The Witcher 2 Only Cost $10.3 Million To Make

AAA game development budgets start at $10 million; the average AAA game costs $20 million to develop with maybe $20 or $30 million in marketing. Spending upwards of $40 million for a mediocre game in the AAA business is a common thing. We hear it often or more appropriately, get to see the numbers in the quarterly financial reports. CD Projekt RED is diffusing a lot of those inflated budgets for their games, as they revealed that The Witcher 2 only cost $10.36 million to produce, and both Cyberpunk 2077 and Witcher 3 have accrued about $7 million in expenses so far.

Polish legal site Gazeta Prawna [via DSO Gaming] had an interesting story with CD Projekt's CEO Adam Kicinski, who talked about budgets and spending, and the importance of being fiscally responsible especially during these harsh financial times.

Kincinski stated that...

“We already have an agreement with Warner Bros and we’re conducting further negotiations. We’ve divided the globe into areas, allowing optimal financial conditions in different territories. In total, we want to have upwards from ten distribution agreements. In addition, we want advance payments from distributors for each geographical area as a contribution and expression of faith in our product.”

In addition to having distribution partners, CDPR is also accruing cash flow from their DRM-free digital portal Good Old Games, which has seen more than 7.5 million dollars. The library still pales in comparison to Steam's monolithic offerings but they're getting there.

Thanks to appropriate spending, consolidating resources with a highly resuable engine (i.e., REDEngine) and establishing a strong relationship with the community (along with making great games), CD Projekt RED is actually in the black when it comes to capital, having slush in excess of just over 6.3 million z?, which is around $2 million U.S. dollars. That's extremely impressive for an independent company and it also marks a way for the company to pave out a considerably apposite roadmap for content and expenses.

Kincinski went on to say that...

“Currently, we are working on two large productions (The Witcher 3: Wild Hunt and Cyberpunk 2077) and two smaller titles (the first one will launch after the new Witcher). We need a financial base to fund our publishing plans.“This gives us financial independence, which is a key factor to success. It’s good to have a financial background in this industry. It allows you to work on even cooler projects and maintain a high margin, since you don’t need to depend on advance payments from distributors”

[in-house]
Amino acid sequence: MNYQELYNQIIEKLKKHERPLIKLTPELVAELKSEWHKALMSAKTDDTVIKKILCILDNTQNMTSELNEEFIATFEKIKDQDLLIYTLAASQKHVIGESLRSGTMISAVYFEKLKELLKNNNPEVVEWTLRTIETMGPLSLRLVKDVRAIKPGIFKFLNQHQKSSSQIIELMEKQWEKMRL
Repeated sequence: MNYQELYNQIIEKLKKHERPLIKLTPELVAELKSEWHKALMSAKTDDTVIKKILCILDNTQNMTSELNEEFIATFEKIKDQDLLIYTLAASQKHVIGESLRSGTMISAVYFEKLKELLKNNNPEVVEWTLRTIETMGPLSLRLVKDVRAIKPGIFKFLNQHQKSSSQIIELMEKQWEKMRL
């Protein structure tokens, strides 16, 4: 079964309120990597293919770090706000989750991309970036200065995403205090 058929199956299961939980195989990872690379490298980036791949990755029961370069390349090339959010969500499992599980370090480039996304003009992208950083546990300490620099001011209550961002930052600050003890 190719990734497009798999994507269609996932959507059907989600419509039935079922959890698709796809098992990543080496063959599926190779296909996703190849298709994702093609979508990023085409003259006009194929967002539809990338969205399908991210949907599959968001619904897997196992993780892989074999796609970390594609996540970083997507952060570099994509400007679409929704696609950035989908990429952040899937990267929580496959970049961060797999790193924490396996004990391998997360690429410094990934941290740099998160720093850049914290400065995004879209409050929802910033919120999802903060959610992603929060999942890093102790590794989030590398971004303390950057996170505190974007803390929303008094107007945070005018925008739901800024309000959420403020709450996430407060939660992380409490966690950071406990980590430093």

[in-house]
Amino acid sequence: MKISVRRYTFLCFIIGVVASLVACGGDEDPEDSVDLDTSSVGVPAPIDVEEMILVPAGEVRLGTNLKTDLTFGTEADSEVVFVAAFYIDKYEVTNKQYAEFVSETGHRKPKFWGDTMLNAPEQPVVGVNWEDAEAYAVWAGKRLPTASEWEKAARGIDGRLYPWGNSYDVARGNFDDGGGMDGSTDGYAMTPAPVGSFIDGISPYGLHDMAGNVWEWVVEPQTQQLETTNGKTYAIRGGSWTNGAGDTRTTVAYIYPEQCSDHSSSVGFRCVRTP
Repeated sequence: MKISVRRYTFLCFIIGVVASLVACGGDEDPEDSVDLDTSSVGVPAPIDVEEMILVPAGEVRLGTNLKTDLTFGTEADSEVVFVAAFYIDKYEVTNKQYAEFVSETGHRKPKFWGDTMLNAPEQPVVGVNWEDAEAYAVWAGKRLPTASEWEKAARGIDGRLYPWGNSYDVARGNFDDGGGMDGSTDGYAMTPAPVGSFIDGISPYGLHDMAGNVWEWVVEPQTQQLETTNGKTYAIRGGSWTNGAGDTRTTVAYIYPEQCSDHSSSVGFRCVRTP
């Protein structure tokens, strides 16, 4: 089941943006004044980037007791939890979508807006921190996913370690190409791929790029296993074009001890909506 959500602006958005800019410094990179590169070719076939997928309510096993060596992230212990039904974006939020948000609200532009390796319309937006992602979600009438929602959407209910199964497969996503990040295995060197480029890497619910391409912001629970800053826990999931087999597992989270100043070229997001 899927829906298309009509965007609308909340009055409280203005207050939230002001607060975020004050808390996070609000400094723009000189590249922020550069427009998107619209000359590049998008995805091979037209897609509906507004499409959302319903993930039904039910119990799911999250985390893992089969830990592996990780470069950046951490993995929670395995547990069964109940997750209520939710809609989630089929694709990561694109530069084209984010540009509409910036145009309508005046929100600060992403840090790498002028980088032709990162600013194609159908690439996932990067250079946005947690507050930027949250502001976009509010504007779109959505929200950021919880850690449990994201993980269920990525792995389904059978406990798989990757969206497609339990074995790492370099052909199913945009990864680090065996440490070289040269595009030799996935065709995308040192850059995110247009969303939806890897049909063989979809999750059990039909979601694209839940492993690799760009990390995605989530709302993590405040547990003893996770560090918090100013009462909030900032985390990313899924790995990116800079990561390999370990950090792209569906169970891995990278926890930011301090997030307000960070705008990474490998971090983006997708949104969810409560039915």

I completely agree. Fiscal responsibility is not a term to be tossed around lightly. Seriously.

There are a lot of great minds and creative development studios falling in under during these times due to silly decisions that affect the futures of many. It's always heartbreaking to report on community-favorite studios whose doors are shuttered because they couldn't hit a Metacritic score, or they were denied bonuses because they couldn't move 10 million SKUs within the frame of two quarters, or a brand goes “dark” because it wasn't “broadly appealing” enough to ship 5 million SKUs in two weeks.

Thankfully CD Projekt RED is operated by smart individuals who pick their shots wisely. It's been a fascinating narrative seeing them go from being the angry underdogs fighting with the community to a leader in the forefront of independent development and publishing.

While I'm not all in on The Witcher 3, I'm so very, very, very excited for Cyberpunk 2077. The former will launch in 2014 for next-generation consoles and PC and the latter will arrive in 2015 thereafter. I'm also keen on finding out more about the smaller projects CD Projekt has in store for gamers.

Will Usher

Staff Writer at CinemaBlend.